The Moment is a new ESPN.com basketball series about points in time that reveal a lot about the game.
Rutgers University Men’s Basketball Coach Mike Rice watches a player come out of his defense stance, throws a ball at the players feet, then flies in and violently pushes him. The player hangs his head as Rice strings together obscenities, showing him the right way defend while emasculating him in front of his teammates.
This moment matters, not because it crosses the line of appropriate coaching, but because it blurs it. Rice’s gay slurs and kicking of players were horrendous and exceptional -- but this specific incident shows that lesser levels of abuse were also a routine part of his teaching style.
Watch the player’s body language. He knows he is in trouble. This has happened before. The player slouches, prepared to be berated. Rice “shows him how to play defense” by hitting him. The player is helpless to stand up for himself and is pushed out of the way.
This is not an anger issue -- it’s a cultural one. This is what passes for coaching at the collegiate level; types of behavior that no other member of a university faculty could possibly get away with.
Rice was fired not because he lost his temper but because the public finally was able to peek under the hood of collegiate coaching. It is sadly recognizable for those of us who played competitive sports, and shocking for many who didn’t. I played collegiate basketball, had teammates compete across the country and have mentored players since I stopped playing. This is our common experience. We’re often ashamed and angry at the way we’ve been treated. We were cursed at, physically intimidated and threatened for years.
For athletes in a macho culture, it’s hard to admit how much it hurt us.
When I work with young players now, the first thing I tell them is that it’s not “soft” to be frustrated when a coach treats you poorly. It’s not your fault that coaches think screaming, intimidating and punishing students are acceptable ways to get you to play hard. That type of behavior is not just a Mike Rice problem, it’s a sports problem.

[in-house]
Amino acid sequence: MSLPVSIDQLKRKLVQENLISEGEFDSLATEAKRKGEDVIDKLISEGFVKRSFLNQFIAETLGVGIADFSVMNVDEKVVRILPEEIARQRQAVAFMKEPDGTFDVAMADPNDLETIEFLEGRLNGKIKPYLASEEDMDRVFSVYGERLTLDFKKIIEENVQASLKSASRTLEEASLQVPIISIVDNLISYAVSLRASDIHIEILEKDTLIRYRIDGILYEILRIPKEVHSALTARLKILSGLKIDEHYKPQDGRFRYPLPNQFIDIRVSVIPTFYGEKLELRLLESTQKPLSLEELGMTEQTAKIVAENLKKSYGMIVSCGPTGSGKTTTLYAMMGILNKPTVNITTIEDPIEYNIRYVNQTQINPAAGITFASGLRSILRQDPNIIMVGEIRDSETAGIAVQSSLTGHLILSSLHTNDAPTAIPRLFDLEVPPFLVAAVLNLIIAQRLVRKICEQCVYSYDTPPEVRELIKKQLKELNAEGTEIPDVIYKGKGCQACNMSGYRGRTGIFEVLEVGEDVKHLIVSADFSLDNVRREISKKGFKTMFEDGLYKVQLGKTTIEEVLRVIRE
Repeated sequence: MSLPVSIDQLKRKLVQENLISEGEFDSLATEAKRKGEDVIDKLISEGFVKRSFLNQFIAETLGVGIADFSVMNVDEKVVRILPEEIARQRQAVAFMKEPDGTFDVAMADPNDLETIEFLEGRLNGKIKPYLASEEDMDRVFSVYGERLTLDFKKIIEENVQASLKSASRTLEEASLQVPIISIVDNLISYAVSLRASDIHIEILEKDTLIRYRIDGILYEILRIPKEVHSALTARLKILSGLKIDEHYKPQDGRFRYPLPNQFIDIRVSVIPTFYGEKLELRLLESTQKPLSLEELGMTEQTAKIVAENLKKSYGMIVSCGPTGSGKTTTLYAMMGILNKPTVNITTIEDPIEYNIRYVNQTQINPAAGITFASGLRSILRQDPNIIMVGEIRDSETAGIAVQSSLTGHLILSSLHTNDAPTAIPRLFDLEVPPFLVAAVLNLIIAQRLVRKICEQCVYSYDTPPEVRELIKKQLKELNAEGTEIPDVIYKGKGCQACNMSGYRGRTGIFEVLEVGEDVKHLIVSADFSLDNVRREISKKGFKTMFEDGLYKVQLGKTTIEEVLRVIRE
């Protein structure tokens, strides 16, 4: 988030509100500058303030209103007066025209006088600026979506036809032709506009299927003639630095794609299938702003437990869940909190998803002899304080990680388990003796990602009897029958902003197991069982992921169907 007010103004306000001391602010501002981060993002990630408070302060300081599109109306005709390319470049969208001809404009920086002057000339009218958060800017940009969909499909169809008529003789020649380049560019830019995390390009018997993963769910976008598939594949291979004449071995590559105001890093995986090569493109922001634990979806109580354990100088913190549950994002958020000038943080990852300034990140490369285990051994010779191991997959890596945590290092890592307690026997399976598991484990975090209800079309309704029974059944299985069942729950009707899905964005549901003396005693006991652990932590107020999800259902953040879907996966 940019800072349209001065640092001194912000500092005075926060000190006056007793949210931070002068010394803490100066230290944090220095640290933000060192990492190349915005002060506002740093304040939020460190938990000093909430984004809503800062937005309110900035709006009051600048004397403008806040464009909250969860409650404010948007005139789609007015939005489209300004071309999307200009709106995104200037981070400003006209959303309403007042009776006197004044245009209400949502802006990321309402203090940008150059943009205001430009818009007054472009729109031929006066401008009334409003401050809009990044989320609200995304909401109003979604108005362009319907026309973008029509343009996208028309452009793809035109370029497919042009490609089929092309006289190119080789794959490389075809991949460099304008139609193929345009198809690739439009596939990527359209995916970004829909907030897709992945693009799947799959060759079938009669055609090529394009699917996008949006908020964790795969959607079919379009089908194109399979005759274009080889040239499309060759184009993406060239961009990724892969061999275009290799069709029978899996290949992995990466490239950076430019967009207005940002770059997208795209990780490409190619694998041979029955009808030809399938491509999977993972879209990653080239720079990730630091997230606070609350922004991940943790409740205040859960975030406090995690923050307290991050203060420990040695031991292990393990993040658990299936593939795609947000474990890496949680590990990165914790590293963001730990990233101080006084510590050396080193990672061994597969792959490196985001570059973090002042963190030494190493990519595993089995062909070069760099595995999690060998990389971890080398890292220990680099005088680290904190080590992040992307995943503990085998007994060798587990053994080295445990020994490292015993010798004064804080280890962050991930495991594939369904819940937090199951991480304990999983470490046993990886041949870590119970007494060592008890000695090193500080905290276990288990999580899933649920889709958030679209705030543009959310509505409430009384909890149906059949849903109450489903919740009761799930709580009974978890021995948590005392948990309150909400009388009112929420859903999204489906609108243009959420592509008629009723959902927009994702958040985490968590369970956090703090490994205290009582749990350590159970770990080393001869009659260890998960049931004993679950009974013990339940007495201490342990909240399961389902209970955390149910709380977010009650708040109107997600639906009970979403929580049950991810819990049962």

As an academic, I say with confidence that coaches treat student-athletes in a manner that would never be permitted by anyone else on campus. There is a chasm between what is expected of professors and coaches. If one of my students came into my office to talk about a paper, and in an attempt to motivate him, I repeatedly called him some of the filthiest words in the English language, as Rice did (and coaches all across the country routinely do), would it be appropriate? If a student showed up five minutes late for class and I told him to return the next day at six in the morning, forcing him to run until he fell to the floor puking, would I still have a job the following week?
Of course not.
And yet these actions are everyday occurrences in university and high school programs. Yes, Rice took them farther than the average coach. But his transgression was not simply losing his temper a few times. He created an hostile atmosphere for his players in which they feared him because of his physical and verbal outbursts and intimidation. This, sadly, is not rare. Coaches routinely embarrass their players, crudely mock them, shout obscenities at them, then make them run excessively (to punish players and control them, not to improve conditioning) for perceived transgressions on and off the court. Players fear their coaches, while coaches lord their authority over players’ athletic dreams and day-to-day lives.
Collegiate coaches can get away with abuse because they have all the leverage. Student-athletes have limited eligibility and rules making it very hard to switch schools. Often there is no good outlet for their concerns in the institution. In other words, they are completely at the mercy of their college coaches. These students deserve the same dignity, patience and mentorship that universities strive so hard to provide off the court. So why do we allow coaches to wield power over students in such ugly ways?
In this, no one's hands are clean. Not the NCAA which has a rule structure which makes it hard for athletes to leave abusive situations without sacrificing eligibility; not the institutions, which allow coaches to behave in ways faculty never could; and certainly not the coaches themselves.
And that's why the real scandal is not just Rice’s caught-on-video moment. While awful and extreme, this is not an isolated incident nor a single bad apple. It is indicative of a wider sports culture that allows coaches to routinely verbally abuse their players and physically intimidate them. We need to decide whether behavior that would result in firings anywhere else at a university is acceptable on the practice court.
Dr. Stephen Danley will begin as an Assistant Professor at Rutgers-Camden University in the fall of 2013. He is a Marshall Scholar and Oxford graduate who played basketball for the University of Pennsylvania from 2003 to 2007. His twitter handle is @SteveDanley.